|Address:||G5703, 5/F, Yeung Kin Man Academic Building (YEUNG),
City University of Hong Kong,
Tat Chee Avenue, Kowloon, Hong Kong SAR
Postdoctoral Research Fellow
Department of Biological Sciences, University of Alberta, US
School of Energy and Environment
City University of Hong Kong
High volume horizontal Hydraulic fracturing (HF) has emerged as a revolutionary method to stimulate the tight shale well, and dramatically increased the unconventional oil and gas production. Once the fracturing pressure released, the stimulated well starts to produce a complex saline mixture, referred as hydraulic fracturing flowback and produced water (HF-FPW). Increasing concerns have been raised regarding the environmental impact of releases of this wastewater to aquatic ecosystems. The toxicity of HF-FPW has not been previously reported, and is complicated by the combined complexity of organic and inorganic constituents in HF fluids and deep formation water. My research focuses on characterizing the chemical and toxicological profiles, and exploring the mechanisms of toxicity of HF-FPW. Targeted and untargeted organic analyses have revealed the HF-FPW contains numerous organics including natural hydrocarbons, additive organics, and potential secondary by-products. Acute and sub-chronic toxicity of HF-FPW was assessed on aquatic invertebrate and fish models. The adverse effects and toxic mechanism of HF-FPW on biotransformation, oxidative stress, endocrine disruption, and embryo development were also evaluated in fish models by using a variety of enzymatic, biochemical, and molecular tools. Overall, this work is the first study to demonstrate the chemical and toxicological complexity of real HF-FPW samples, and has improved our understanding on mechanisms of toxicity of this complex petroleum-associated wastewater and its potential impacts on aquatic ecosystem.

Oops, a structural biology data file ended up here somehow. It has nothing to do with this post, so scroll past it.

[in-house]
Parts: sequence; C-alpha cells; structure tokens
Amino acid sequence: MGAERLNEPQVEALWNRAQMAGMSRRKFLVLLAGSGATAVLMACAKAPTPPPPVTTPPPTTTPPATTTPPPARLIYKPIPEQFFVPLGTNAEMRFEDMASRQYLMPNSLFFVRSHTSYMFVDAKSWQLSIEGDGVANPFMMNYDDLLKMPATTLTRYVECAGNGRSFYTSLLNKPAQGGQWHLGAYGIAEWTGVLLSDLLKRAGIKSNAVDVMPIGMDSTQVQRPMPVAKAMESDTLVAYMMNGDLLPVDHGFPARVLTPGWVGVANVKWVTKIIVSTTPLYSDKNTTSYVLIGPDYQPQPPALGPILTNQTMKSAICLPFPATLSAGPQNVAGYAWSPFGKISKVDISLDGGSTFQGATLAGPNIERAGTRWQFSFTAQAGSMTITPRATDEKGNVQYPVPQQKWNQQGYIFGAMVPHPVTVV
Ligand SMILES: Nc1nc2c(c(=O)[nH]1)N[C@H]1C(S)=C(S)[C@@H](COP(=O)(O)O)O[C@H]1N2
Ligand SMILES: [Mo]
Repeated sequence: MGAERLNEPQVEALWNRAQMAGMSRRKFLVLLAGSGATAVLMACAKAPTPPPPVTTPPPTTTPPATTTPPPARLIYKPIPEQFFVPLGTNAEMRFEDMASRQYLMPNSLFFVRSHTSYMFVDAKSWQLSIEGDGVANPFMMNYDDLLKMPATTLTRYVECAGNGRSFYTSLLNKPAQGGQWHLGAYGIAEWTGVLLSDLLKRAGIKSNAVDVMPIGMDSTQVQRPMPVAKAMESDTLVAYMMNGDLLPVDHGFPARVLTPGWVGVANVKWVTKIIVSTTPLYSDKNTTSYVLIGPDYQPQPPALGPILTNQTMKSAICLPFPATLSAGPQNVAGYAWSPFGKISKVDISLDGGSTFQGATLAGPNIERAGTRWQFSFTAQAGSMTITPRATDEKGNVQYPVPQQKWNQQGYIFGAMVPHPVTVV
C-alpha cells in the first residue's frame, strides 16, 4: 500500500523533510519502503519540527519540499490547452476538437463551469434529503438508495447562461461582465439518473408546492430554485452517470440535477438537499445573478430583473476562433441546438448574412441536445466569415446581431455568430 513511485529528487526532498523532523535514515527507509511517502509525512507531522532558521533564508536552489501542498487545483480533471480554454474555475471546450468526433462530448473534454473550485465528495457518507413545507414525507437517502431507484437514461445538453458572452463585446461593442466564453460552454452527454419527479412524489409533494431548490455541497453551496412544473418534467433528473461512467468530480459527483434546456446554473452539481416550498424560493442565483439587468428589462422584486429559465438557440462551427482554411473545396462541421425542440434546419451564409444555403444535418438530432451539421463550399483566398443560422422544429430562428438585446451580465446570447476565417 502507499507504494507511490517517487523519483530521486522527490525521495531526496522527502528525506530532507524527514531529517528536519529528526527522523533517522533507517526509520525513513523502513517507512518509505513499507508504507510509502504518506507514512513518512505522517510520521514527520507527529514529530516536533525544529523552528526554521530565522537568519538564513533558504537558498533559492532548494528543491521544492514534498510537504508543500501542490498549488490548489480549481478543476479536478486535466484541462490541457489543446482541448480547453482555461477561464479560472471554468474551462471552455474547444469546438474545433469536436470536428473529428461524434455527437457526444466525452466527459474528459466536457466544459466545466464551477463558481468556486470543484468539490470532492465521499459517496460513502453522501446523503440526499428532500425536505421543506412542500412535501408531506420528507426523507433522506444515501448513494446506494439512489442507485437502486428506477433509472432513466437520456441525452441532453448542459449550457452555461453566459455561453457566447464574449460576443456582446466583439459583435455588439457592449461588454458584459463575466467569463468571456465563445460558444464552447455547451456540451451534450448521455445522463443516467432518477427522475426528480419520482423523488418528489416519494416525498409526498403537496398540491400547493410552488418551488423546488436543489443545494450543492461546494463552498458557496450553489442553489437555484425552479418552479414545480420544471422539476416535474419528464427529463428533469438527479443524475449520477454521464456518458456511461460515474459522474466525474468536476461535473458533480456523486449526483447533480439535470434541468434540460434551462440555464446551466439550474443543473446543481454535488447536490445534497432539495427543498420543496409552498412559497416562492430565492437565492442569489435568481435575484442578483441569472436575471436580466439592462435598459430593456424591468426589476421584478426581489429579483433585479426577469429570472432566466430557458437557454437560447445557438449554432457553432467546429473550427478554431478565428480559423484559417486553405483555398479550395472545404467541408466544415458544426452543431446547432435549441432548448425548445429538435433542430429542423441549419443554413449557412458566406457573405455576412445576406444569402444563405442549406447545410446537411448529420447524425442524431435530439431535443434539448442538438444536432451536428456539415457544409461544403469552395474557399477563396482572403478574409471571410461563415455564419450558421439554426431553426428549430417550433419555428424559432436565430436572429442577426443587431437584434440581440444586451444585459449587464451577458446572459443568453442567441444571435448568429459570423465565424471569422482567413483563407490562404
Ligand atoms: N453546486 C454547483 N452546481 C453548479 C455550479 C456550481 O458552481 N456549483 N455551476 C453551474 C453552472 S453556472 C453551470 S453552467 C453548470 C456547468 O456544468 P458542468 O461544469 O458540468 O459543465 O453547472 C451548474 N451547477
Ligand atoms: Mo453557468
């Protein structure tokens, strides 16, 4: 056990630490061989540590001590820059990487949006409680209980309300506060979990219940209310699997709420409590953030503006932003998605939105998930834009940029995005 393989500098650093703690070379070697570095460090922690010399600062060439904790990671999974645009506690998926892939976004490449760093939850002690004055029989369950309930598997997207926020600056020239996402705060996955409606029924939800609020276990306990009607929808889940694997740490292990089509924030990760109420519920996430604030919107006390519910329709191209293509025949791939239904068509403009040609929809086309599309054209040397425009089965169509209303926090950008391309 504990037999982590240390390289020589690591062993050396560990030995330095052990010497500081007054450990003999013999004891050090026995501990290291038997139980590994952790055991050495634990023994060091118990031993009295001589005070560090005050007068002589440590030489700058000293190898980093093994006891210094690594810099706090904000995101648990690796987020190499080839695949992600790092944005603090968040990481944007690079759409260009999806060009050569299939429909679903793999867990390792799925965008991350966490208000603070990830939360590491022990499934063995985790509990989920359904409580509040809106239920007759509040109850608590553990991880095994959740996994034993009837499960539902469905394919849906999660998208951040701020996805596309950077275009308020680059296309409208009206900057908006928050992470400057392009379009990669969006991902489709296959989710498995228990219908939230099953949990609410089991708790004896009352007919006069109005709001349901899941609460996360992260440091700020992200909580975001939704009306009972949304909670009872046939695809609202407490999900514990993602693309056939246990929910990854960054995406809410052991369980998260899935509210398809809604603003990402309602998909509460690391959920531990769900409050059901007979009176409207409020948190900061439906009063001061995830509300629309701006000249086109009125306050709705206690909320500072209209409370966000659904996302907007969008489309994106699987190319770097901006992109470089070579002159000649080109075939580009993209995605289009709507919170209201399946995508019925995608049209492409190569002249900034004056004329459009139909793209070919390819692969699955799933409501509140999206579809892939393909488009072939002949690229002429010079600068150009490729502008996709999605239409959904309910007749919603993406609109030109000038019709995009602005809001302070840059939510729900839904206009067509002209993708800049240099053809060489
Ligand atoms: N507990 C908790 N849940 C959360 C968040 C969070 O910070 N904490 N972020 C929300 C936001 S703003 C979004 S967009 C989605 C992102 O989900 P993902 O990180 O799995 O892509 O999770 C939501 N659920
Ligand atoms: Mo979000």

Dr. Yuhe (Henry) He obtained his B.Sc. and M.Phil. from City University of Hong Kong, and Ph.D. in Toxicology from University of Saskatchewan. He is currently a postdoc fellow at University of Alberta. He is interested in how aquatic organisms respond when exposed to environmental contaminants and stressors. In particular, his research focuses on understanding the mechanism that lead to toxicity in aquatic organisms exposed to various natural and anthropogenic chemical stressors at the molecular and biochemical level. Currently, he is studying the emerging petroleum-associated wastewater issue in North America – the toxicity of hydraulic fracturing flowback and produced water using a variety of molecular and biochemical biomarkers on invertebrate and fish models. His other research interests include environmental toxicity and impact assessment on advance oxidation treatment, nanomaterial, nanopesticide, brominated flame retardants, and other emerging contaminants.